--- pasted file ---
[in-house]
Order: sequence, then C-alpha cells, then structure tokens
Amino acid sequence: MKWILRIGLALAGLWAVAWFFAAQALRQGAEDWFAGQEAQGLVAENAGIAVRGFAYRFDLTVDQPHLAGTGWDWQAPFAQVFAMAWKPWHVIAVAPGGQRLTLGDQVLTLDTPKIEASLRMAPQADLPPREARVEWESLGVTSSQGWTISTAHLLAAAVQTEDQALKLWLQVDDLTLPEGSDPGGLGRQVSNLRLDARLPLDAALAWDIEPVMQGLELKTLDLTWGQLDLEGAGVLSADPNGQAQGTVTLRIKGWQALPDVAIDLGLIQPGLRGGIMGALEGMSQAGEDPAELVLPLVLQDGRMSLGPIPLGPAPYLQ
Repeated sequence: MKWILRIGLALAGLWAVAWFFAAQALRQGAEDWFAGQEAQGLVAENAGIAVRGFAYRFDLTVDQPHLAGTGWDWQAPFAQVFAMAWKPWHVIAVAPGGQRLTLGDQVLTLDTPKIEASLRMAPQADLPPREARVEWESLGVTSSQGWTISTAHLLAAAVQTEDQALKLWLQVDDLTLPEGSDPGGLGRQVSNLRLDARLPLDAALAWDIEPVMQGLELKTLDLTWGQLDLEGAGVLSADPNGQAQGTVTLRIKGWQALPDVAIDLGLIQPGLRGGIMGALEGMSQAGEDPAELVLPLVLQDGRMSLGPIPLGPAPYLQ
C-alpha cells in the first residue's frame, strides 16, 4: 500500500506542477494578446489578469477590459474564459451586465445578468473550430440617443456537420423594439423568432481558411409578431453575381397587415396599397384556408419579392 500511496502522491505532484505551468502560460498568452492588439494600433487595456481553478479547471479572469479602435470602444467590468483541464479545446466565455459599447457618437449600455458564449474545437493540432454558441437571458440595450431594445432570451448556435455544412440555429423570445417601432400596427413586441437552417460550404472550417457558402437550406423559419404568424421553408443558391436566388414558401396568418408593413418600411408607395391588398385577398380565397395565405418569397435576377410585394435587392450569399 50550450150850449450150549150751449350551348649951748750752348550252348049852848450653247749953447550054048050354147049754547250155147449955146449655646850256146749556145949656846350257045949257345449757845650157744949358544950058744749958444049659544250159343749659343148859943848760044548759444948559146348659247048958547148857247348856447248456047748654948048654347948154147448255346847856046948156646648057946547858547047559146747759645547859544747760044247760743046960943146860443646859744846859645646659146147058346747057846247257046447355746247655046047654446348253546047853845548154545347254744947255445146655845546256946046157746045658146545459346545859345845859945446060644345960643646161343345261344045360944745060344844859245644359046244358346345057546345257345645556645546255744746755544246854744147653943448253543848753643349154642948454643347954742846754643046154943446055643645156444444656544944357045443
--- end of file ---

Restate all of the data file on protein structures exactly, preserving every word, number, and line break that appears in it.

[in-house]
Order: sequence, then C-alpha cells, then structure tokens
Amino acid sequence: MKWILRIGLALAGLWAVAWFFAAQALRQGAEDWFAGQEAQGLVAENAGIAVRGFAYRFDLTVDQPHLAGTGWDWQAPFAQVFAMAWKPWHVIAVAPGGQRLTLGDQVLTLDTPKIEASLRMAPQADLPPREARVEWESLGVTSSQGWTISTAHLLAAAVQTEDQALKLWLQVDDLTLPEGSDPGGLGRQVSNLRLDARLPLDAALAWDIEPVMQGLELKTLDLTWGQLDLEGAGVLSADPNGQAQGTVTLRIKGWQALPDVAIDLGLIQPGLRGGIMGALEGMSQAGEDPAELVLPLVLQDGRMSLGPIPLGPAPYLQ
Repeated sequence: MKWILRIGLALAGLWAVAWFFAAQALRQGAEDWFAGQEAQGLVAENAGIAVRGFAYRFDLTVDQPHLAGTGWDWQAPFAQVFAMAWKPWHVIAVAPGGQRLTLGDQVLTLDTPKIEASLRMAPQADLPPREARVEWESLGVTSSQGWTISTAHLLAAAVQTEDQALKLWLQVDDLTLPEGSDPGGLGRQVSNLRLDARLPLDAALAWDIEPVMQGLELKTLDLTWGQLDLEGAGVLSADPNGQAQGTVTLRIKGWQALPDVAIDLGLIQPGLRGGIMGALEGMSQAGEDPAELVLPLVLQDGRMSLGPIPLGPAPYLQ
C-alpha cells in the first residue's frame, strides 16, 4: 500500500506542477494578446489578469477590459474564459451586465445578468473550430440617443456537420423594439423568432481558411409578431453575381397587415396599397384556408419579392 500511496502522491505532484505551468502560460498568452492588439494600433487595456481553478479547471479572469479602435470602444467590468483541464479545446466565455459599447457618437449600455458564449474545437493540432454558441437571458440595450431594445432570451448556435455544412440555429423570445417601432400596427413586441437552417460550404472550417457558402437550406423559419404568424421553408443558391436566388414558401396568418408593413418600411408607395391588398385577398380565397395565405418569397435576377410585394435587392450569399 50550450150850449450150549150751449350551348649951748750752348550252348049852848450653247749953447550054048050354147049754547250155147449955146449655646850256146749556145949656846350257045949257345449757845650157744949358544950058744749958444049659544250159343749659343148859943848760044548759444948559146348659247048958547148857247348856447248456047748654948048654347948154147448255346847856046948156646648057946547858547047559146747759645547859544747760044247760743046960943146860443646859744846859645646659146147058346747057846247257046447355746247655046047654446348253546047853845548154545347254744947255445146655845546256946046157746045658146545459346545859345845859945446060644345960643646161343345261344045360944745060344844859245644359046244358346345057546345257345645556645546255744746755544246854744147653943448253543848753643349154642948454643347954742846754643046154943446055643645156444444656544944357045443